Q&A with Diana Bowman on responsible brain research and tech

Risk Innovation Lab Fellow Diana Bowman was interviewed by ASU Now on a workshop on ethical and responsible development of brain technologies. The workshop, co-organized by Bowman, was led by the Organization for Economic Cooperation and Development (OECD) and hosted in Washington DC by the National Academy of Sciences (NAS)

Read the full interview here.

Science and the human brain: How far is too far?
ASU professor helps international think-tank organize event to tackle this and other ethical questions
ASU Now, September 15 2015

Link to full article

The complex ethics of emerging brain technologies

There’s a new “Edge of Innovation” column up on the responsible development of emerging brain technologies, over at The Conversation:

Considering ethics now before radically new brain technologies get away from us

Andrew Maynard
The Conversation, Sept 14 2016
Link to article

Imagine infusing thousands of wireless devices into your brain, and using them to both monitor its activity and directly influence its actions. It sounds like the stuff of science fiction, and for the moment it still is – but possibly not for long.

Brain research is on a roll at the moment. And as it converges with advances in science and technology more broadly, it’s transforming what we are likely to be able to achieve in the near future.

Spurring the field on is the promise of more effective treatments for debilitating neurological and psychological disorders such as epilepsy, Parkinson’s disease and depression. But new brain technologies will increasingly have the potential to alter how someone thinks, feels, behaves and even perceives themselves and others around them – and not necessarily in ways that are within their control or with their consent.

This is where things begin to get ethically uncomfortable.

Read more at The Conversation

Online resources and casual learners

Andrew Maynard has a new article in Nature Nanotechnology on using the internet to provide casual learners with science education resources, as part of his regular Responsible Nanotechnology slot:

Is nanotech failing casual learners?

Andrew D. Maynard
Nature Nanotechnology 11, 734–735 (2016) doi:10.1038/nnano.2016.167
(Link to article)

… there are indications that increasing numbers of casual learners are turning to online educational resources. As of February 2014, the Khan Academy — a ground-breaking initiative in user-directed learning — was attracting around 10 million unique users per month. And at the time of writing, the TED Talks YouTube channel had received over half a billion views, and the educational YouTube channel Crash Course had received nearly as many (as well as having over 4.5 million subscribers).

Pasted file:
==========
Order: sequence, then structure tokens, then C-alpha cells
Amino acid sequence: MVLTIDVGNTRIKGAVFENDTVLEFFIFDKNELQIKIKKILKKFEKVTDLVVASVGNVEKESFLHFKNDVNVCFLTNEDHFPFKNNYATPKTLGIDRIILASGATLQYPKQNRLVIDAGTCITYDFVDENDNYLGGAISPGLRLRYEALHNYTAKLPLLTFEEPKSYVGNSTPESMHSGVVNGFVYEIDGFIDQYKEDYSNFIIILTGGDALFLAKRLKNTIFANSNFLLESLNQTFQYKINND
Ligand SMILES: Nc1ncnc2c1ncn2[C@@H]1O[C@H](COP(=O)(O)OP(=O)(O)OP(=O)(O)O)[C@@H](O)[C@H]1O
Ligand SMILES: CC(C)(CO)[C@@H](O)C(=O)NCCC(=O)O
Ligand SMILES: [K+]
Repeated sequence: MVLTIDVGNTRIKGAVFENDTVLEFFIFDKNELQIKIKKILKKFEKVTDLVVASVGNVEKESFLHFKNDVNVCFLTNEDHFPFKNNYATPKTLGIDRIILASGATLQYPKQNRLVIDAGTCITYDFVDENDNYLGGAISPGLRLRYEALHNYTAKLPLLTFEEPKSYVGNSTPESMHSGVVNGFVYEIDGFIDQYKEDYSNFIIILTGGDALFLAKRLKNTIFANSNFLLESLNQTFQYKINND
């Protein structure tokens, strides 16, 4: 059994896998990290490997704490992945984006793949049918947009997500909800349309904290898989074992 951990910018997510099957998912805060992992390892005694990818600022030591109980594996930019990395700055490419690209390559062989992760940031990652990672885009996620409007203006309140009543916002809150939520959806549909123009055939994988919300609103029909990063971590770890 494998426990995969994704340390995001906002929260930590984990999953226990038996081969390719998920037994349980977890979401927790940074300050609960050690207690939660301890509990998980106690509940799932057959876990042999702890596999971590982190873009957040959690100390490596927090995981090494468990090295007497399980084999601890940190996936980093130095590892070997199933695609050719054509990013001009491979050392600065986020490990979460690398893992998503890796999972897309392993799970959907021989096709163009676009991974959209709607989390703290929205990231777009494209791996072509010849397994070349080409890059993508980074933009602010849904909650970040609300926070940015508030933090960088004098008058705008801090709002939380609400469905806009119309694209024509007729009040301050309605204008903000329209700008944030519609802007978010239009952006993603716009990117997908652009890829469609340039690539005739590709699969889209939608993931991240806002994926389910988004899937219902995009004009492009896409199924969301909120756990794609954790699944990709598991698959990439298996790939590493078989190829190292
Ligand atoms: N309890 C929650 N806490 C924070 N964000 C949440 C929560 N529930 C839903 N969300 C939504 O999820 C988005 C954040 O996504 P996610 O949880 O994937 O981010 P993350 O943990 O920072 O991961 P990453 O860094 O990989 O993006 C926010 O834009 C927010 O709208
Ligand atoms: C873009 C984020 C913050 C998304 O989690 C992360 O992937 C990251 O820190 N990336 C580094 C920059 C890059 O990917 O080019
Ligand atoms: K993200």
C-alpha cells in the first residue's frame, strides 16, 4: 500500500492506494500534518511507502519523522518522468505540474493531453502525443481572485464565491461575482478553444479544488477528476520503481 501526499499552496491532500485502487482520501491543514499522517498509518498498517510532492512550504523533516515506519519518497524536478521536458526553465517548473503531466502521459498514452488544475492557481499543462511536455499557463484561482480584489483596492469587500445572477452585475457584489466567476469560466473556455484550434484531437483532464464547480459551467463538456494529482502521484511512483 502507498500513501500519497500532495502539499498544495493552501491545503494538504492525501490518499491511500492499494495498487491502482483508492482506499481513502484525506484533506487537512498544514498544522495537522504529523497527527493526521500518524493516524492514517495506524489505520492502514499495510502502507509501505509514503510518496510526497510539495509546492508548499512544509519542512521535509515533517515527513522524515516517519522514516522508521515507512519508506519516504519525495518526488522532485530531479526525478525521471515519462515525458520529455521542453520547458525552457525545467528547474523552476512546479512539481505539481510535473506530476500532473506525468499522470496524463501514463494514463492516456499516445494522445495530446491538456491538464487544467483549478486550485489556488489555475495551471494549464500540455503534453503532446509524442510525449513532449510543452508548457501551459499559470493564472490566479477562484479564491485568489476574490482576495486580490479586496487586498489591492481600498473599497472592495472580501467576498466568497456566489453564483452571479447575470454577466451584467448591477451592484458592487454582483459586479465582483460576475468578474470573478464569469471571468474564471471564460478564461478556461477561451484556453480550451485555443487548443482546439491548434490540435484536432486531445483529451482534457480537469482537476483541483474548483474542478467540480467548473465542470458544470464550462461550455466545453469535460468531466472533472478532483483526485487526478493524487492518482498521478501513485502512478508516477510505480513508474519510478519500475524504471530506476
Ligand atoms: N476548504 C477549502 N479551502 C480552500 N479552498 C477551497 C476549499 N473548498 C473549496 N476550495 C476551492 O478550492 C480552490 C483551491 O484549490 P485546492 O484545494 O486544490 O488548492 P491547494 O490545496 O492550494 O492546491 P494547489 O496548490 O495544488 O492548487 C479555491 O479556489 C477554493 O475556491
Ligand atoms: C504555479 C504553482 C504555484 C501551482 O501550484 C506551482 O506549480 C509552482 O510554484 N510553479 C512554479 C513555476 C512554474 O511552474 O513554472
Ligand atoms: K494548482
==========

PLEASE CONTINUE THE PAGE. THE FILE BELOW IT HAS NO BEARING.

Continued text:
These numbers are impressive, and they suggest that large numbers of casual learners are actively seeking out online educational material. Yet none of the websites above have substantial nanotechnology content.

Read more at Nature Nanotechnology

Apple’s wireless headphones and beyond

Risk Innovation Lab Fellow Michael Bennett has an interview on technology and the future on ASU’s news site ASU Now. The interview tees off with Apple’s new iPhone 7 – especially the move to go fully wireless – and moves on from there:

Unplugging into the future

Michel Bennett


Michael Bennett, an associate research professor in ASU’s School for the Future of Innovation in Society, says Apple isn’t breaking new ground with its wireless headphones. But its beefier cameras? That’s a different story…

Read the full article here.

Zika and the use of insect repellants

Keri Szejda and Diana Bowman have a new article on CRISBits.org on Zika, insecticides, and risks to pregnant women and their unborn children.

From the article:

Avoid travel to outbreak areas. Wear long-sleeved shirts and pants. Mosquito proof your home. Use insect repellant. Avoid sex or use condoms.

To many, these oft-repeated United States (US) Centers for Disease Control and Prevention (CDC) guidelines for preventing Zika may just seem like common sense. But to pregnant women—who have more at stake as the mosquito-borne virus spreads, and also face a myriad of pressures about what to do and what not to do while expecting—the measures may not seem so feasible to follow, in every case, and every time.

Read more at:

Better Safe Than Sorry: Insect Repellents in the Age of Zika
keri Szejda and Diana Bowman